The importance of leading with virtues
Is leadership changing? Does it need to change? Is there a need for a different leadership paradigm in light of some well-known corporate collapses and the fallout from the Global Financial Crisis of 2008/09 (GFC) that continues to reverberate far and wide?
It seems that leadership literature is beginning to address the importance of ethical or moral leadership as a key piece that is missing in leadership. While there is no need to be critical of classical leadership paradigms that primarily focus on traits, capabilities, skills, and styles, we must have the courage and insight to explore the interplay between leadership, virtues, and performance.
More specifically, we must examine how the presence or absence of virtues in a leader may define his or her character, and the impact this has on performance, both for the leader and the organisation.
Over the last couple of years as I have researched this interplay, I have deliberately chosen to use “virtues” over more commonly used terms such as “values”, “morals” and “ethics”.
One important reason behind this is that some of the other terms have become quite commonplace and their significance either diluted or dismissed as being something that is more related to the field of ethics or leadership in a faith-based context.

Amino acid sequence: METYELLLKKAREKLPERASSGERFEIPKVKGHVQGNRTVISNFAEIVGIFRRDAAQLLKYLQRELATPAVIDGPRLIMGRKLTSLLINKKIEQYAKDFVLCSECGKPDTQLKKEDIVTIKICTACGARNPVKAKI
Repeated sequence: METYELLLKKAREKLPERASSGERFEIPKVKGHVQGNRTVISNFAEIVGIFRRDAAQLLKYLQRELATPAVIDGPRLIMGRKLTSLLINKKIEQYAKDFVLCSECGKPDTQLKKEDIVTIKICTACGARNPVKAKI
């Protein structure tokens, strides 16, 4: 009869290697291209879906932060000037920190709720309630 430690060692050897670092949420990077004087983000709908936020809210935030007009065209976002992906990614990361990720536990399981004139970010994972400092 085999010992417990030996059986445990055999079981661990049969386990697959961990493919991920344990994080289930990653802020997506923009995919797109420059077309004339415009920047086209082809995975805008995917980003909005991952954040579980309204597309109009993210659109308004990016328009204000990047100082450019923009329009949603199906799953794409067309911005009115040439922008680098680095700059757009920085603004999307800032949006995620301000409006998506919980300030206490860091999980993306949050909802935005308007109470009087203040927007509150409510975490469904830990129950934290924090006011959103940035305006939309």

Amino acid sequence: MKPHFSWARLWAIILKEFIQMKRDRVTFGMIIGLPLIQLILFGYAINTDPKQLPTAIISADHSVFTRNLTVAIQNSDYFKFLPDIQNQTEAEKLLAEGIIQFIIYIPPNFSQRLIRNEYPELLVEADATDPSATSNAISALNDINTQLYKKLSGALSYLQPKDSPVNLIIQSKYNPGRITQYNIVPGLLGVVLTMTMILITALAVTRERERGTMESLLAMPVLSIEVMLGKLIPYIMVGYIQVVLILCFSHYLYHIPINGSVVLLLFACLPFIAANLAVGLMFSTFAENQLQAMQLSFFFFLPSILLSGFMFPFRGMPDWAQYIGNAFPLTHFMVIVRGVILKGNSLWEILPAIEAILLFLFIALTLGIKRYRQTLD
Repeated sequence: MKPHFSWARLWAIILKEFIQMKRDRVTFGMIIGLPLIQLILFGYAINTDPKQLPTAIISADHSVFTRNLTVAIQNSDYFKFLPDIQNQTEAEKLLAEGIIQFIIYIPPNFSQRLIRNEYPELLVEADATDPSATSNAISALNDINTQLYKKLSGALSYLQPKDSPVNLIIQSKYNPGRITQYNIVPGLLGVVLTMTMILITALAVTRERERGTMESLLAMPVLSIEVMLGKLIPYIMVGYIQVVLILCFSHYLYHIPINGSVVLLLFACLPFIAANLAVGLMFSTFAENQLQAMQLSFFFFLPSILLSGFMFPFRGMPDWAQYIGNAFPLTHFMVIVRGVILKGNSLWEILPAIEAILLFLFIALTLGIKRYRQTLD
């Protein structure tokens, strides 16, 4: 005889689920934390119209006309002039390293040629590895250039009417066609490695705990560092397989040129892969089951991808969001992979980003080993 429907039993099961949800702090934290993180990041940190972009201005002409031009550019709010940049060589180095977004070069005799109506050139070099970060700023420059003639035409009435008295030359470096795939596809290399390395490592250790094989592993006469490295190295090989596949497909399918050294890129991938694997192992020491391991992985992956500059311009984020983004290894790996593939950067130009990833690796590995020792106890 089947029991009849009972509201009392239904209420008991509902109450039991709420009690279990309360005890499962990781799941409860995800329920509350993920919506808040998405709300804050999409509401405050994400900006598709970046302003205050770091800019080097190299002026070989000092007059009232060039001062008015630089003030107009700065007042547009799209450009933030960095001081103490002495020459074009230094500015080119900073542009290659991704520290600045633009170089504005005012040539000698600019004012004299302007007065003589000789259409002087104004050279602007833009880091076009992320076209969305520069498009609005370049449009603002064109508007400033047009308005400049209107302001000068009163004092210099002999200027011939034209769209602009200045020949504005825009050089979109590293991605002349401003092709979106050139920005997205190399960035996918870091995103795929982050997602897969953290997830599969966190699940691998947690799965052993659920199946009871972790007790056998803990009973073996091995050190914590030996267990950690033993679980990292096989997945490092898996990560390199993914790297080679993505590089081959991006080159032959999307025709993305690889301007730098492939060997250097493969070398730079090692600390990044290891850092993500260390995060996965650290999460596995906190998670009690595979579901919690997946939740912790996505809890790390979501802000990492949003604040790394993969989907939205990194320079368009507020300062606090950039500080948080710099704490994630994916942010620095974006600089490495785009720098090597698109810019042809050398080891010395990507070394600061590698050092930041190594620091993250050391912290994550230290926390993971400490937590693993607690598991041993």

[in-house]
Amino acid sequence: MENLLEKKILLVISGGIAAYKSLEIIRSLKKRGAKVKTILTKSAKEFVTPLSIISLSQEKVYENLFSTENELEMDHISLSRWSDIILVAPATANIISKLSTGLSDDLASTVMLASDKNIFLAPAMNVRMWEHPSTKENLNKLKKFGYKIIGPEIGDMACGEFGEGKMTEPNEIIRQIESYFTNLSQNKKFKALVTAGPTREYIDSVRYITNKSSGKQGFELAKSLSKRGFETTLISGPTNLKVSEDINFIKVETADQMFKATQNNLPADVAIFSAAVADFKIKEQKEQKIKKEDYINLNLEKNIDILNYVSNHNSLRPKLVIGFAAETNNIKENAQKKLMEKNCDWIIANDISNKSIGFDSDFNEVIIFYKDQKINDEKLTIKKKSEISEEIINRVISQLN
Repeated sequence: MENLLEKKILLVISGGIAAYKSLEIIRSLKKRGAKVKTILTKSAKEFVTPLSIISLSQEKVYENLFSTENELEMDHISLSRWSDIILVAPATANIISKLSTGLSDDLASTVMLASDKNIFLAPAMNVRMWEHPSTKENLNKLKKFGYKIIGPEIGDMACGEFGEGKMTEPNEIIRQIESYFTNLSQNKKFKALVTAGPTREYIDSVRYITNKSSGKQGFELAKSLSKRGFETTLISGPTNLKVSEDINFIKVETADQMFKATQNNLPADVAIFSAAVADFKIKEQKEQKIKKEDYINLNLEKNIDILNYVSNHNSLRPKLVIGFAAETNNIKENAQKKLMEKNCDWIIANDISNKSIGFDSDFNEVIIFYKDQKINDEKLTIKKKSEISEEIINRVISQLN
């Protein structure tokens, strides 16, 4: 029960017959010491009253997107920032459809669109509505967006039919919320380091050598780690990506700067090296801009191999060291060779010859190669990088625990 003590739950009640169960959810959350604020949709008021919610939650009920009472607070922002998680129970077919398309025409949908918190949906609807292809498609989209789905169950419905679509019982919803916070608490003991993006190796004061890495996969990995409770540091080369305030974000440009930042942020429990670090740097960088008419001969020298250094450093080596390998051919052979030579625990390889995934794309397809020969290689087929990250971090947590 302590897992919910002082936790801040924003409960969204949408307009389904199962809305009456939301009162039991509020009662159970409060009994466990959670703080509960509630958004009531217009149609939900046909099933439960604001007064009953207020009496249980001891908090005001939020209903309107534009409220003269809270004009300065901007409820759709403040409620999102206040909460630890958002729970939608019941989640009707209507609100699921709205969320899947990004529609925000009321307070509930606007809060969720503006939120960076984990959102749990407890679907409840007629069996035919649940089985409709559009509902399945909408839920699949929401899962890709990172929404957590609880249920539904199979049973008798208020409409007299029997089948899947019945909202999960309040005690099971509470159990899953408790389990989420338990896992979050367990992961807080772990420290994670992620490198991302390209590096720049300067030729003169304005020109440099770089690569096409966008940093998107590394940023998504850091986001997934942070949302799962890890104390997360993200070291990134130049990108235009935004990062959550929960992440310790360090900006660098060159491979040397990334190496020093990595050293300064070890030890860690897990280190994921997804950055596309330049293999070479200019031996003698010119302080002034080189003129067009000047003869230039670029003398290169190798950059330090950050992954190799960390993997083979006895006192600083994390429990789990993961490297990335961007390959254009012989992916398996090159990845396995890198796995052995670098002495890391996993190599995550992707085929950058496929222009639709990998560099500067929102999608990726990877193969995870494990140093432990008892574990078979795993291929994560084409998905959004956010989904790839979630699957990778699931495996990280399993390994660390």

My hope is that a robust discussion on virtues will be a catalyst for starting a new dialogue on leadership that is often only given superficial treatment: the interplay between leadership performance and virtues or as Alexandre Havard states, “the content of a person’s character”.
For years, I have been fascinated and inspired by leadership: what it is, what it is not, what people think it should be or should not be, and the variety of emotive responses that are evoked when we see it demonstrated in a range of different contexts: at home, in work environments, sporting clubs, community organisations, churches, in government and schools, and across every culture.
As a young child, I remember watching a fireman being interviewed after running into a house to rescue a young infant from the fire that had almost entirely consumed the family home. That took courage, selflessness. It took leadership.
When I was twelve years old, I remember being inspired by a courageous footballer and captain of the Hawthorn Football Club, Peter Crimmins, as he battled cancer and tried to ready himself to lead the team onto the field on Grand Final Day in 1975.
Sadly, he was declared unfit and was left out of the team. But his courage and dedication, and the commitment of his team who wanted so badly to win the match for him, had a profound impact on me, and the psyche of the wider football public. His work ethic, and the spirit he showed in battling cancer and wanting to see his beloved team win, embodied leadership.
Today, the Hawthorn Football club’s Best & Fairest award is called “The Peter Crimmins Medal” in his honour.